Tapping home equity for the holidays
Should you use your home equity in place of a Christmas club account?
It depends upon how responsible you are.
Experts in personal finance agree that you should buy gifts with
cash instead of buying them with credit.
"Of course, cash is always king," says Rudy
Cavazos, spokesman for Money
Management International, which runs credit counseling agencies
in states from California to Maine. "The best way to holiday
shop is to tap into money you set aside for Christmas shopping in
some sort of savings account."
Many credit unions and banks offer Christmas club
accounts, in which customers set aside money from every paycheck.
The money goes into accounts which the customers tap during the
holiday gift-giving season. The accounts are useful not only because
they enable customers to buy gifts without going into debt, but
also because they force people to draw up gift-giving budgets.
Having a budget, naturally, is the key to not overspending for
gifts, as long as you have the discipline.
Certainly, many conscientious people follow that gift-buying advice,
just as many disciplined diners eschew overeating during the holidays.
The rest of us plunk down credit cards at every counter and pig
out at every party.
Inexpensive borrowing option
Assuming that you don't pay cash for all the
gifts you buy, the best thing to do is borrow the money using the
lowest-cost credit you can find. If you own a home and have a home
equity line of credit, that's probably the cheapest source of credit
that's available to you.
Is it prudent to use home equity for the holidays?
"Prudent?" echoes Anthony Hsieh, president of HomeLoanCenter.com.
"No. But is it done? Yes. It all comes out to the discipline
of each individual borrower."
As Hsieh mulls over the subject, he warms to the idea of using
home equity to buy gifts, sort of. As he thinks out loud, he arrives
at three propositions. First, it's better to pay cash for gifts
instead of going into debt. Second, if you decide to go into debt
anyway, "figure out what your budget is and when you're going
to pay it off."
Third: "Consumers should always look at the cheapest source
of borrowing. If you borrow, you need to look at the cost of borrowing
that money over the length of time you believe you will be carrying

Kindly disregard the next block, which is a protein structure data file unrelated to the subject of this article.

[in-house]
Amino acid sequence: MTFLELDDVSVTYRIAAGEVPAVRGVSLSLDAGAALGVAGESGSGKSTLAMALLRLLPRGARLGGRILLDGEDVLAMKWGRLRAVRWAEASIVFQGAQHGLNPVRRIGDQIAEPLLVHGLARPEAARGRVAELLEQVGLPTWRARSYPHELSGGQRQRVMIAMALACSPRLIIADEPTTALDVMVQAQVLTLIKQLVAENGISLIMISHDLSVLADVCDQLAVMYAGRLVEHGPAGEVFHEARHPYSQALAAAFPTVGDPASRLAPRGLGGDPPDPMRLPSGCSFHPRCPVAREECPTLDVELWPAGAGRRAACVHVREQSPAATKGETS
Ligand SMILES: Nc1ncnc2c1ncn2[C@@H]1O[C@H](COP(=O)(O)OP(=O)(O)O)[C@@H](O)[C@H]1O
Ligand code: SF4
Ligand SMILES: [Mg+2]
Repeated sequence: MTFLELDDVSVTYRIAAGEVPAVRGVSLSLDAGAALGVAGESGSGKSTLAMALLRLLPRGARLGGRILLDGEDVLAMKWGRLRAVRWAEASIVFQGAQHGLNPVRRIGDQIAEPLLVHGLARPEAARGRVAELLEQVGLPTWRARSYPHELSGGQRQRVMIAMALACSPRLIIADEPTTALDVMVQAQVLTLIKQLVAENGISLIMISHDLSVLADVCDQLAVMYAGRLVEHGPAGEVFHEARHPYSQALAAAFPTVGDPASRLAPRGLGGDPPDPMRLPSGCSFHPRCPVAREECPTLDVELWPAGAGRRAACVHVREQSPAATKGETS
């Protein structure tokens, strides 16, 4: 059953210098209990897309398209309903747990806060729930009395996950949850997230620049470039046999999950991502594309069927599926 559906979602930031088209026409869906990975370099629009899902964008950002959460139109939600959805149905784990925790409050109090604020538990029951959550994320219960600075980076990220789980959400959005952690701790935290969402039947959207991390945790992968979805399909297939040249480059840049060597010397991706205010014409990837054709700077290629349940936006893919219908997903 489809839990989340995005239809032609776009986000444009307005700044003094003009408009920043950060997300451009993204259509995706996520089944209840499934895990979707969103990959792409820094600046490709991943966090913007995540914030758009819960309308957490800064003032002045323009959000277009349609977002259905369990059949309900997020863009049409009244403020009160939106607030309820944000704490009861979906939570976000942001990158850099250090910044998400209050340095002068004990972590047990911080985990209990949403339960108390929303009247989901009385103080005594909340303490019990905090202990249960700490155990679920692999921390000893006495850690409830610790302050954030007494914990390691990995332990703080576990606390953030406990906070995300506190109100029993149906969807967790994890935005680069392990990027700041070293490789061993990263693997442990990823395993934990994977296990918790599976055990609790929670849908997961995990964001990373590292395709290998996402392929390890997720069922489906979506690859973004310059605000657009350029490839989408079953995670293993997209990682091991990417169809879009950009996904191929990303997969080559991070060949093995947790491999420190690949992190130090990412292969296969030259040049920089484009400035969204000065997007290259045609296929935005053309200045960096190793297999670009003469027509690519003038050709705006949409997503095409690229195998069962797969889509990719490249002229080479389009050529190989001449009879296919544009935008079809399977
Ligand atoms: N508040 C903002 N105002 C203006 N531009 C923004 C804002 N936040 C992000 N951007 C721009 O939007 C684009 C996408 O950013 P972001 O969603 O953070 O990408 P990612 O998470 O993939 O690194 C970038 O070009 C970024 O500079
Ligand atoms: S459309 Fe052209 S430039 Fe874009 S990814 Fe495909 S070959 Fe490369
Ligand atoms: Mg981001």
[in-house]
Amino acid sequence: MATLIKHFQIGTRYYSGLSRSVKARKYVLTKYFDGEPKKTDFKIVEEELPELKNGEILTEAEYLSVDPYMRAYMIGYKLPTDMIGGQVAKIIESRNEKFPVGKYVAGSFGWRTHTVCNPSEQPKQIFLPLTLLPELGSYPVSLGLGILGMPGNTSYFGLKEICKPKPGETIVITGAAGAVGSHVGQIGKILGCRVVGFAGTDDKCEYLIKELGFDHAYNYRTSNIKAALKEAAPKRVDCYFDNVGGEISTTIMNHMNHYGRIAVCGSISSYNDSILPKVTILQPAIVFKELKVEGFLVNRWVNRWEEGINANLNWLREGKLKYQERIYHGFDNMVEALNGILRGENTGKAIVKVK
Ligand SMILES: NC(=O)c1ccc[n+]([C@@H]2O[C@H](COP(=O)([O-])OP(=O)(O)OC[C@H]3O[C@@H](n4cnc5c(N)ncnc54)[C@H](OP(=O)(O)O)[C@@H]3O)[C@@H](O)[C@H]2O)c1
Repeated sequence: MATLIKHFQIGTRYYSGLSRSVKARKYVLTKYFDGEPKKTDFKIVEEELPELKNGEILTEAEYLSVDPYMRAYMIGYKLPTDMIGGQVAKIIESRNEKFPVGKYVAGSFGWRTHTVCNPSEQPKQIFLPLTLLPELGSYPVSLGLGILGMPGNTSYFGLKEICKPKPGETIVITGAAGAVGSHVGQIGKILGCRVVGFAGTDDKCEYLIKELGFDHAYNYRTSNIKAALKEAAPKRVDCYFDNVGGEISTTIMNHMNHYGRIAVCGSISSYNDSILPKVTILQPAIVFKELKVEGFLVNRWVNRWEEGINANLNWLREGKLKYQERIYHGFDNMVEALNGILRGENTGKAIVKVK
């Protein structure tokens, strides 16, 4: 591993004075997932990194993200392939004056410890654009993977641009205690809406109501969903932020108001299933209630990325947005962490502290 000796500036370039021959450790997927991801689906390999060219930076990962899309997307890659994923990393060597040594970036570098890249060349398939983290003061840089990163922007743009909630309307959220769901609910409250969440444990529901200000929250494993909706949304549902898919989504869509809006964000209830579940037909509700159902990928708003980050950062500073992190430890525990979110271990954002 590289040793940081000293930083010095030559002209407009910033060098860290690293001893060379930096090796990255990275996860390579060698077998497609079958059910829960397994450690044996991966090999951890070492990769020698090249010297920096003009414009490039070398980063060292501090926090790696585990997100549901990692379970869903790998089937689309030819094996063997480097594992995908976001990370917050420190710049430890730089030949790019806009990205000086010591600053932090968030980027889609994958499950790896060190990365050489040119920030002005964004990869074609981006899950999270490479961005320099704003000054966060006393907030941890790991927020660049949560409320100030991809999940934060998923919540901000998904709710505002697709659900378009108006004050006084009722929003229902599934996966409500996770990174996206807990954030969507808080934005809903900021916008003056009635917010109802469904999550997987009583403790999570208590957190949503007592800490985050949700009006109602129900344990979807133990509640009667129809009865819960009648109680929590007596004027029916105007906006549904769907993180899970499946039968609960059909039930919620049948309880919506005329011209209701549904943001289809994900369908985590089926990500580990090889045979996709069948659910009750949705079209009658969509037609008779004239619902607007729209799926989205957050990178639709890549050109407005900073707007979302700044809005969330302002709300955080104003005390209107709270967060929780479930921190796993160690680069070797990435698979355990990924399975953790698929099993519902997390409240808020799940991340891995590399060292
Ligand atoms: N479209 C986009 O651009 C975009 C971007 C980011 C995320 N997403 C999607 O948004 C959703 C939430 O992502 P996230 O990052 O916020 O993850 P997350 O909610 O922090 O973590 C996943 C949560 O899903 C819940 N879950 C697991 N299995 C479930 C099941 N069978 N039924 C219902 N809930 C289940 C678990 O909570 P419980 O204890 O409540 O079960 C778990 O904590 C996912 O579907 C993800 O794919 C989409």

In most cases, a HELOC is a borrower's cheapest source of money.
The average rate on HELOCs is around 4.8 percent. Interest paid
on home equity debt usually is tax-deductible, so the effective
interest rate is even lower. That probably beats any credit card
that you have, unless you have a super-low introductory rate on
A no-brainer, but ...
"I don't think anyone should spend indiscriminately,
beyond their means," says Bob Walters, vice president of Quicken
Loans. "That said, if you have a choice to pay 14 percent
credit card debt or put it on 4 percent, deductible, home equity,
it's an easy choice. The premise is that you'll be paying that down."
Different lenders have different rules for their lines of credit.
Usually you can access a HELOC through a credit card or a specially
issued check. Many lenders require you to withdraw a minimum amount
each time you draw from the account. Depending on the lender's rules,
you might be able to charge each purchase on the equity line, or
it might be more feasible to charge everything to credit cards,
then pay off those cards immediately with convenience checks from
the equity line.
After that, pay off the debt as fast as you can.
"We know that people are still going to use credit cards at
this time of year," Cavazos says with a mild air of resignation.
"We recommend that you set up a plan to pay off these Christmas
purchases in 30 days -- 60 days max -- so you're still not paying
for Christmas gifts in May and June."
If you are still paying for the previous year's holiday gifts in
the middle of the year, it's a good idea to change your perspective.
Instead of paying for the previous year's gifts in May and June,
try paying for the current year's gifts in May or June. Start holiday
shopping in shorts-and-sandals season. "Sock gifts away in
the closet," Cavazos says. "This is an effective way not
to overspend during the holidays."